University Funding Cuts Promote Inequality

University funding and tuition fees are moving in the wrong direction. We need to change course. Back in September 2012, I joined the first cohort of UK students that were faced with £9,000 a year tuition fees.

This means that after a four year Edinburgh degree, throwing in nearly £4,000 of maintenance loans a year, many fellow students would be £50,000 in debt by the time we don our graduation gowns. At the time, many thought that the fee issue had reached its peak. That, as it turns out, was naïve.
When the first university tuition fees were introduced at £1,000 by the end of the 1990s, it was believed to be the thin end of a wedge that would lead to a funding system reliant on high levels of student loan debt. Tuition fees were trebled in 2004, then again in 2011 and now, following the Chancellor’s most recent Budget, are set to rise beyond £9,000. Maintenance grants, a lifeline for over half a million students in accessing higher education, are also set to be scrapped and replaced with loans. Students from poorer backgrounds will, therefore, leave university with higher debt than wealthier students. Many could be deterred from studying in the first place, their potential and opportunities capped as a result.

The UK is now heading towards a debt ridden model similar to the United States. Many aspects of American universities can be admired, but this is not one of them. Unrestrained by fee caps, elite Ivy League universities like Harvard or Princeton are charging over $50,000 a year in undergraduate tuition. By 2014 the total level of student loan debt in the US hit $1.2 trillion, higher than total US credit card debt.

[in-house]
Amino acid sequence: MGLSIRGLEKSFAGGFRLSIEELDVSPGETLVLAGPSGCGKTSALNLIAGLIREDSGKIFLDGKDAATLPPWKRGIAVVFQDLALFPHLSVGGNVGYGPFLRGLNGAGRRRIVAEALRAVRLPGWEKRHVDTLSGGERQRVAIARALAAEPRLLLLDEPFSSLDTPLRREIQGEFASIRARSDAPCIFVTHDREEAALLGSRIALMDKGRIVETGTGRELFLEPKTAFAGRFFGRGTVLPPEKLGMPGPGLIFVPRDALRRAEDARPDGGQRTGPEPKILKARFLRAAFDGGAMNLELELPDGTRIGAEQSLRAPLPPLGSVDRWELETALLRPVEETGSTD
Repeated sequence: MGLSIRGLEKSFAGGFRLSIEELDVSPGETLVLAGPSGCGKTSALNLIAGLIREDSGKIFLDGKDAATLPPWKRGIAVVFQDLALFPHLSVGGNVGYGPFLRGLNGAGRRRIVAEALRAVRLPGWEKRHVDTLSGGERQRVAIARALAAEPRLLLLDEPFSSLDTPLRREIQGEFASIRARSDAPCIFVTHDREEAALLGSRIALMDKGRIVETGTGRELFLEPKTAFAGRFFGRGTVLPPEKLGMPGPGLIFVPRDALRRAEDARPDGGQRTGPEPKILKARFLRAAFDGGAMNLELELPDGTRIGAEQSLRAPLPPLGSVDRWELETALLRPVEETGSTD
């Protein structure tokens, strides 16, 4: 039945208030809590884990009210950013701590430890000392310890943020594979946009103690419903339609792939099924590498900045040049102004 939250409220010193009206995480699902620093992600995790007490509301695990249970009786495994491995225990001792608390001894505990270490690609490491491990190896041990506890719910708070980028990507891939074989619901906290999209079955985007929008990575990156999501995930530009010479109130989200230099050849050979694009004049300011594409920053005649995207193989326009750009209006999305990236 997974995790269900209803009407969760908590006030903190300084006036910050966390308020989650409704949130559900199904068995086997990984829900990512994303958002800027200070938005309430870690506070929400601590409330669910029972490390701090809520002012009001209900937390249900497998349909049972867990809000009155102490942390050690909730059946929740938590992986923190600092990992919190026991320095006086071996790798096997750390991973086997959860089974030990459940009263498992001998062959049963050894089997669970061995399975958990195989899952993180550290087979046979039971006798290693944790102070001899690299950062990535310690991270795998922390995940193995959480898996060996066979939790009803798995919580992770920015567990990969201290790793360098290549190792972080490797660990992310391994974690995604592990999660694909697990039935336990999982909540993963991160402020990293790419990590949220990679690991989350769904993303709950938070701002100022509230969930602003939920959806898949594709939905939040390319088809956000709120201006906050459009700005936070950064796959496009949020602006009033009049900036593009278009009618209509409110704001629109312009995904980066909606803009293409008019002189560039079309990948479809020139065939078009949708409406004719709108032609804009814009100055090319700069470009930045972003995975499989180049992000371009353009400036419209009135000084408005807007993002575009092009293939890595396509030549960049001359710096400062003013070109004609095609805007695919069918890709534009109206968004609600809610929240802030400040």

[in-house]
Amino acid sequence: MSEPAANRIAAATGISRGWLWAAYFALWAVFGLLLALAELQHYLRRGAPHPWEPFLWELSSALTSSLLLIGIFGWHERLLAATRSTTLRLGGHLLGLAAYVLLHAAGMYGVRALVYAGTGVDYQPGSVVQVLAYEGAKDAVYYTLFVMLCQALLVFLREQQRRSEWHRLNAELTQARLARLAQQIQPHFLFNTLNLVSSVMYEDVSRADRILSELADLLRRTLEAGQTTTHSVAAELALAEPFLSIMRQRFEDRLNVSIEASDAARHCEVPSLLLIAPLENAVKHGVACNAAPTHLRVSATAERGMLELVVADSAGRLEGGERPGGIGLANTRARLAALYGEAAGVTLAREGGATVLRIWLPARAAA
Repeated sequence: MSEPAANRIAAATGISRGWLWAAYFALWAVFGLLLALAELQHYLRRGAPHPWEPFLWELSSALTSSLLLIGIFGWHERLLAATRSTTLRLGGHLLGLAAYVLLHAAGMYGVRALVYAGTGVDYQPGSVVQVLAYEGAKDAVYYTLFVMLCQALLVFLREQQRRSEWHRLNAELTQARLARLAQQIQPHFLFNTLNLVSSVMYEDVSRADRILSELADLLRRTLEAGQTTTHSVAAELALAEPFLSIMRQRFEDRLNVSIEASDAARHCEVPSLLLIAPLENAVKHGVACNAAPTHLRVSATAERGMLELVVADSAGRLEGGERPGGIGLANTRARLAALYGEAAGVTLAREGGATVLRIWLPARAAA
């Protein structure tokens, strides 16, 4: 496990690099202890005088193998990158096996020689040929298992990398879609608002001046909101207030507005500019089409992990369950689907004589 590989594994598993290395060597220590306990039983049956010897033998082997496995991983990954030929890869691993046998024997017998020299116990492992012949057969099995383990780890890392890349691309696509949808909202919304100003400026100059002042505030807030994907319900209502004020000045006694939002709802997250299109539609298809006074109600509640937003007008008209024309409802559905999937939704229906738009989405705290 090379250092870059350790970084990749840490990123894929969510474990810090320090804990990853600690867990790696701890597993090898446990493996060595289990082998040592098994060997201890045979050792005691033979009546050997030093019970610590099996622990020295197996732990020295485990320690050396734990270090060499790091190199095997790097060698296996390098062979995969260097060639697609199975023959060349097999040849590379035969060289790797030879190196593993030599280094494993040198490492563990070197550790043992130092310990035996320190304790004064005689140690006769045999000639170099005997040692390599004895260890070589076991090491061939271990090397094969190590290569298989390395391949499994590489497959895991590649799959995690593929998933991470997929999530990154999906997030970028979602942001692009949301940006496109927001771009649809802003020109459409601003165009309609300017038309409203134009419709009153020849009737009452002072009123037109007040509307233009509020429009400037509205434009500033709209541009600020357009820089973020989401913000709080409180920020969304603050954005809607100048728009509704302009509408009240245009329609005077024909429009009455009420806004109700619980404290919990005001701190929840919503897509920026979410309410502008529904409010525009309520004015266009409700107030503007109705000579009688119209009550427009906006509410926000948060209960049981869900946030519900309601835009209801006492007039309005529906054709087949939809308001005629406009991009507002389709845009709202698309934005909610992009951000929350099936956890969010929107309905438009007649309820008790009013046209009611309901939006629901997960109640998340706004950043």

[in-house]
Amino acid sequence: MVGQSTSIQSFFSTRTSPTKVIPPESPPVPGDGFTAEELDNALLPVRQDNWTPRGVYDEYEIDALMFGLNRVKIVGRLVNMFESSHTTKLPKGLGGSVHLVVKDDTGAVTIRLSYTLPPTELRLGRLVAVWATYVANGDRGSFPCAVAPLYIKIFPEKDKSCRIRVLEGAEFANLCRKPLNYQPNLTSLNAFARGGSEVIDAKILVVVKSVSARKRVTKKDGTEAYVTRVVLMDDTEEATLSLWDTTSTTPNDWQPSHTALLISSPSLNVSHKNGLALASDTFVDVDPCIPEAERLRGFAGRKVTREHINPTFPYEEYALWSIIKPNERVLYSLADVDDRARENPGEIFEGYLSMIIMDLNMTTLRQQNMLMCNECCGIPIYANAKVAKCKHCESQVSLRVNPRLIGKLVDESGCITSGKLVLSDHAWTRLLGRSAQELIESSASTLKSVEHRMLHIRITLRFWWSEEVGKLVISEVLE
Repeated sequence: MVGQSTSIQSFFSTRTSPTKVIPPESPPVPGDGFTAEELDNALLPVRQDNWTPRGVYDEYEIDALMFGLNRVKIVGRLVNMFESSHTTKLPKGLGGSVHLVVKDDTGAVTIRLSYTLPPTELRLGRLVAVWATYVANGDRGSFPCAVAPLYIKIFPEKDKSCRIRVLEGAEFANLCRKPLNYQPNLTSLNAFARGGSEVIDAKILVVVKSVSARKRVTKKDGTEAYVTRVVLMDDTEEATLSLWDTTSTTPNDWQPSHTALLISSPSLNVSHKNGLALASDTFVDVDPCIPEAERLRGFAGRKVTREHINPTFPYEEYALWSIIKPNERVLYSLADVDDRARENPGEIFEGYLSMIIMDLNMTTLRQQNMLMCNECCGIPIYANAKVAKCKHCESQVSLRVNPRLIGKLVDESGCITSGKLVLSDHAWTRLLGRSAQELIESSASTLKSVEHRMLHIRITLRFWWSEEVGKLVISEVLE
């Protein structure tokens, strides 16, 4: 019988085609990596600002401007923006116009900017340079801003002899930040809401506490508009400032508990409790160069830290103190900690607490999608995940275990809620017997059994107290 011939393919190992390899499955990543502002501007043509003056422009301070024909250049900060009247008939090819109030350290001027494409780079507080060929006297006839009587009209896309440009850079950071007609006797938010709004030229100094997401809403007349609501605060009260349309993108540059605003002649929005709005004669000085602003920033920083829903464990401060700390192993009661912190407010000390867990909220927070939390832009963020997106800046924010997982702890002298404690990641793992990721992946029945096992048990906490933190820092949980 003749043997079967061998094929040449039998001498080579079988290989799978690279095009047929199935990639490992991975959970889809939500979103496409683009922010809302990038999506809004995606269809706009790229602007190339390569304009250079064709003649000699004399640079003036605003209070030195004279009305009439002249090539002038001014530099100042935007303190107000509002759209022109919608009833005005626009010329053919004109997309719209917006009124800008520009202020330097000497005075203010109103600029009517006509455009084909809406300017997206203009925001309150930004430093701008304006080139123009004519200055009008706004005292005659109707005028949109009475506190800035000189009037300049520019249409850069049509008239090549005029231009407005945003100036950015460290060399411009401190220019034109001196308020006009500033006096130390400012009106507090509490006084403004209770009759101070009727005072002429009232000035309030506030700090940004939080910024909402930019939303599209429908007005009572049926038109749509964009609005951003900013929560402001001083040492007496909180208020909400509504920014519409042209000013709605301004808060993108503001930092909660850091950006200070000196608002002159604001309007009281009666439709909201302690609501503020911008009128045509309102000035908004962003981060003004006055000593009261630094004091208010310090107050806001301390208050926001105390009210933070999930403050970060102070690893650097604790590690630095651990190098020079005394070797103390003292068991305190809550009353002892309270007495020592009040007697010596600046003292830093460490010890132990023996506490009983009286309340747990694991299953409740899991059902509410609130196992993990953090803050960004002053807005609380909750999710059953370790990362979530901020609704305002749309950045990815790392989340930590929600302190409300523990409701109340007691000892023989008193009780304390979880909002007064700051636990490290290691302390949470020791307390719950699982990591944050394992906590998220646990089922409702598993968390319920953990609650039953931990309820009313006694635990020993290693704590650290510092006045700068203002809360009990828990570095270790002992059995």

On top of the risk of a bursting student loan bubble, akin to the housing market crash in 2007, is the strain on the economy. When graduates are spending money paying back their loans, they are not spending money in services and businesses. The UK is not there yet, but that is the direction we are headed. The Government, not universities are the chief culprits. If we want a world-class system, with all the societal and economic benefits it delivers, then we need to pay for it. The problem is that the Government is cutting vital investment, whilst allowing universities to cover the shortfall through student higher fees. This is particularly true for teaching grants in universities, which faced cuts of £150 million in the recent Budget.

Despite the Government’s rhetoric, tuition fees are not an economic necessity, but a political choice aimed at shifting the burden of university funding away from the taxpayer and towards individual students. Relying on student loans to fund universities may make a short-term boost to the Government’s balance sheet, as it appears as a public ‘asset’ rather than expenditure. In the long-term, however, it could well be detrimental to our society and economy.
So what can be done? First, we should work with the University to ensure that those students who will be worst affected by the scrapping of grants are provided generous bursaries that not only cover their living costs, but to seize all the extra-curricular opportunities available. Then we must play our part in shaping the debate about what a fairer and more sensible alternative could look like.

Governments across Europe have shown alternatives where public investment enables a fairer and more sustainable approach. In the US, there have also been calls from Tennessee’s Republican governor Bill Haslam to do the same. Right now, the UK is heading in the wrong direction, but it is not too late for us to turn around.

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